In response to the credit crisis, Congress authorized the Department of Education to purchase loans from lenders participating in the Federal Family Education Loans program (FFELP) if they become unable to meet the demand for capital in the weak economy (“Congress helps ensure student-loan availability,” September 23).
It is easy to attempt to solve a problem by throwing more money at it, but rarely is that the right solution. Unfortunately, the government is taking just that approach by bailing out private lenders.
The student loan industry’s reliance on government aid distorts the student loan market and ultimately encourages poor investment habits, stifles financial innovation, and discourages prudent long-term planning for lenders and borrowers alike. This leads to one of the great tragedies affecting higher education today, the overpricing of an education that carries less and less value.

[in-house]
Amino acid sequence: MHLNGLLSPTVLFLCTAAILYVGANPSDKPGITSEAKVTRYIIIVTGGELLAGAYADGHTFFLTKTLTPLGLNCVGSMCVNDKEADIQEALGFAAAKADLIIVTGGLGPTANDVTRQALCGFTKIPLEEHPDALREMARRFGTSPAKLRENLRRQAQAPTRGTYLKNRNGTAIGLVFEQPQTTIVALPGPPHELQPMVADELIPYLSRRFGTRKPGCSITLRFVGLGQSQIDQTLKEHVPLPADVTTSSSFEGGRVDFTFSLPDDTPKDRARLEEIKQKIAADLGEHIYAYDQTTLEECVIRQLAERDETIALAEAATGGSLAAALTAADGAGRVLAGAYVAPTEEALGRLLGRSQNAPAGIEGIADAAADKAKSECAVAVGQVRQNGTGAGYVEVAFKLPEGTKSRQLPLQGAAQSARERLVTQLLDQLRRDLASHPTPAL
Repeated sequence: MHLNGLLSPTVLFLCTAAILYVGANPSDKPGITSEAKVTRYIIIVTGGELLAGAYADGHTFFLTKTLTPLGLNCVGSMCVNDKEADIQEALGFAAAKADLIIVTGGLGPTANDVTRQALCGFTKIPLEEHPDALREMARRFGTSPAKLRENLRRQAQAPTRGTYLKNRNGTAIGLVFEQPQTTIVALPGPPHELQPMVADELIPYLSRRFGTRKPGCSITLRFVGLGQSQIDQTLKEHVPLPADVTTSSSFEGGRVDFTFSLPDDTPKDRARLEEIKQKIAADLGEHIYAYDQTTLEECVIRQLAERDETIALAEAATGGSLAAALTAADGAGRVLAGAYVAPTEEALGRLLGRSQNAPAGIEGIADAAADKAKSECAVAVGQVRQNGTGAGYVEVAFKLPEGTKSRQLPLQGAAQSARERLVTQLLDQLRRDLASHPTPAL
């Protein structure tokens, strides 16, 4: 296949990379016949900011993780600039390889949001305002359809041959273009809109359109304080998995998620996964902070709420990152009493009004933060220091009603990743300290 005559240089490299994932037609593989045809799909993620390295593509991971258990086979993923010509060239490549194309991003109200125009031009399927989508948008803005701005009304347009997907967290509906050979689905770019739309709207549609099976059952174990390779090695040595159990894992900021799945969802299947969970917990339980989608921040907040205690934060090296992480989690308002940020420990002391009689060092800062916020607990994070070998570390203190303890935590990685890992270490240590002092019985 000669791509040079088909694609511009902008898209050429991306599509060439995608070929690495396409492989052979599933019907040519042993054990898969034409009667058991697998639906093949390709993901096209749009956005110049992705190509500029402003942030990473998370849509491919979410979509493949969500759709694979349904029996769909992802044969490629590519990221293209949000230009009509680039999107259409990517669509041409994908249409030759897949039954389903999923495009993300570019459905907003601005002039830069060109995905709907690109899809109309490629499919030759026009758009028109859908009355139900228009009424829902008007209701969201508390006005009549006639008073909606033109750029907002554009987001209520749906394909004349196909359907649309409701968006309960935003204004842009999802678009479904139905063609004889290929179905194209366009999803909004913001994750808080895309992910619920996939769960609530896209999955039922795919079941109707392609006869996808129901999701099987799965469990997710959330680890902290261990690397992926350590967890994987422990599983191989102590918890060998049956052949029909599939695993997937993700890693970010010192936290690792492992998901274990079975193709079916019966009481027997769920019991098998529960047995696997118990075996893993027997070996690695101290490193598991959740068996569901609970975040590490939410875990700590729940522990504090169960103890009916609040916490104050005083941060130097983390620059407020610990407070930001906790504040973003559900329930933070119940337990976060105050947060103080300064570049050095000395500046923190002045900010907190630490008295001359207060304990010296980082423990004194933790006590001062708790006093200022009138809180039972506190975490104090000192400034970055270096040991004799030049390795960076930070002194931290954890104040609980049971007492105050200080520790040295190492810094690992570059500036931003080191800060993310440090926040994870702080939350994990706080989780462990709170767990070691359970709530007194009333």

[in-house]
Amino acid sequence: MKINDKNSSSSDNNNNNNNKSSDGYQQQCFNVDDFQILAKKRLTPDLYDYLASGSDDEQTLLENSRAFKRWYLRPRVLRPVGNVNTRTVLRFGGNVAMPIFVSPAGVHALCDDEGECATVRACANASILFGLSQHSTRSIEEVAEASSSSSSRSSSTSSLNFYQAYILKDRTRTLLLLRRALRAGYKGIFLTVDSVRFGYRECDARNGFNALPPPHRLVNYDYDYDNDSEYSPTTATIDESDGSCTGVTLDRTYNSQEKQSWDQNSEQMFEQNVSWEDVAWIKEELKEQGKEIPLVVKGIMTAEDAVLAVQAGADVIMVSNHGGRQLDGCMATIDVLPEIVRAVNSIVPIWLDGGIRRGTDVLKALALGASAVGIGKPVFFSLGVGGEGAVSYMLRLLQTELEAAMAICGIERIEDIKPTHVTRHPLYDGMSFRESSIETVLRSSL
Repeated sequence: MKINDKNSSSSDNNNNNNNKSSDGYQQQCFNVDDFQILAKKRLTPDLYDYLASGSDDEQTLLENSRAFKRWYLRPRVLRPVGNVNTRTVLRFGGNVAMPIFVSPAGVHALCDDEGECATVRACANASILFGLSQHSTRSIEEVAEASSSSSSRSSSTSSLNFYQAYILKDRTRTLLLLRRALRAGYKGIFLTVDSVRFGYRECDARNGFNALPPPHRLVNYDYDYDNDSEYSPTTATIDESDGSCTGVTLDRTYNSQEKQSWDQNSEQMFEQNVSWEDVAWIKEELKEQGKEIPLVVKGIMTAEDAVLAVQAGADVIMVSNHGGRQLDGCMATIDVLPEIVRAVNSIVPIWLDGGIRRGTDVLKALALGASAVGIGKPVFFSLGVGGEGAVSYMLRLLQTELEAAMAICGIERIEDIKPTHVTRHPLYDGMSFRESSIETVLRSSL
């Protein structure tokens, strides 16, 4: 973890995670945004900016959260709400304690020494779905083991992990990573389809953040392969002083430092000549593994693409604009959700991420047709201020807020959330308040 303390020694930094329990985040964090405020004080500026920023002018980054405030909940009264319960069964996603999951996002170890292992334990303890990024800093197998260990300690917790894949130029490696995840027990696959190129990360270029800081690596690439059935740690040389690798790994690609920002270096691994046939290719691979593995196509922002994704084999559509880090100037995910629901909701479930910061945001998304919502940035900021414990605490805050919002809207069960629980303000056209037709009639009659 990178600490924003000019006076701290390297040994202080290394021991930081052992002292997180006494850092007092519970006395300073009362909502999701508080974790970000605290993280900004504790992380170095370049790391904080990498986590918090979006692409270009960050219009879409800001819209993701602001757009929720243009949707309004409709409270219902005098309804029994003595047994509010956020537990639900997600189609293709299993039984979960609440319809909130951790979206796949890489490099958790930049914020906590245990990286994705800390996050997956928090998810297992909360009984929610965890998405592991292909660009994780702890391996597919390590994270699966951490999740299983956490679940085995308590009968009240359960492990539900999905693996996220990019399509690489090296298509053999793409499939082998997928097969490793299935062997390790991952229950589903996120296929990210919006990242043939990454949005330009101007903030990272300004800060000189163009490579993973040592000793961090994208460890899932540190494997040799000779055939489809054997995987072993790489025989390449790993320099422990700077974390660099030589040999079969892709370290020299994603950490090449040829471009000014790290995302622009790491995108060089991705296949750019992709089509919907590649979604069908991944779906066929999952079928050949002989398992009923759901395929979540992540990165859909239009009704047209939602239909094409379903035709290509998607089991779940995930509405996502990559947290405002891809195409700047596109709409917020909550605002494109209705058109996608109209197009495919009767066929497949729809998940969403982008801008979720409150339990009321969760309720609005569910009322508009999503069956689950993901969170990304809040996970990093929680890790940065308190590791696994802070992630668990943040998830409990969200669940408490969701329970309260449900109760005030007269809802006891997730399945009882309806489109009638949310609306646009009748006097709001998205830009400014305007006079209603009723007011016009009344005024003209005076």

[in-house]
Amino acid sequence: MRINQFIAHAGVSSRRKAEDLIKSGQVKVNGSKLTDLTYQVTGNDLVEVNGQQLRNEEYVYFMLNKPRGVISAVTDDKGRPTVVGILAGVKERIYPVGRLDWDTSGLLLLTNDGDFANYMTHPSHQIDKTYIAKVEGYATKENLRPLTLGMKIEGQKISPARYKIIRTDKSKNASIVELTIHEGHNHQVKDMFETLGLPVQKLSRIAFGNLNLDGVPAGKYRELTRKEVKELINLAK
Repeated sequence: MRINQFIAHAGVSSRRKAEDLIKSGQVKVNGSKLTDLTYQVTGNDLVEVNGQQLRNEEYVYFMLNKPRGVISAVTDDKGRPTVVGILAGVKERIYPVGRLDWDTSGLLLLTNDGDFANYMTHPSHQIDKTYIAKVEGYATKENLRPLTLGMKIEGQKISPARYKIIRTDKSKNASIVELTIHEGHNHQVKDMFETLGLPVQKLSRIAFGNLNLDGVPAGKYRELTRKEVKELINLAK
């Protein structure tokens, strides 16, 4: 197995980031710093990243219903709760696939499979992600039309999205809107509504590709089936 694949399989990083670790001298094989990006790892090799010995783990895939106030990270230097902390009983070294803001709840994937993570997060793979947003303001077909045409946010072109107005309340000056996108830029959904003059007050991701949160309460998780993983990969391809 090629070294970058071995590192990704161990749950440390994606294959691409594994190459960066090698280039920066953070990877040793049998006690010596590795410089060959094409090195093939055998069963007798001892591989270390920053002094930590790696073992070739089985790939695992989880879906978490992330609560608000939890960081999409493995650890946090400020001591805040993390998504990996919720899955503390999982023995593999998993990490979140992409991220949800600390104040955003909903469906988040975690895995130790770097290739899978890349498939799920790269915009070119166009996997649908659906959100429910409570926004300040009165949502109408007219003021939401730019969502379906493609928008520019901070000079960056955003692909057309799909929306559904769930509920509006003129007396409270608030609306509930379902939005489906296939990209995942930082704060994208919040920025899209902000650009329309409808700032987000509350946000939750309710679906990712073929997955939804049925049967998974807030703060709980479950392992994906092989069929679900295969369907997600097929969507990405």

The need for the bailout may be overstated, despite the recent difficulties of the current crisis. Total borrowing through private student loan companies grew by almost 900 percent over the past 10 years. Moving away from government subsidies under FFELP and towards true privatization is a step in the right direction.
Matthew Glans ([email protected]) is a legislative specialist for The Heartland Institute.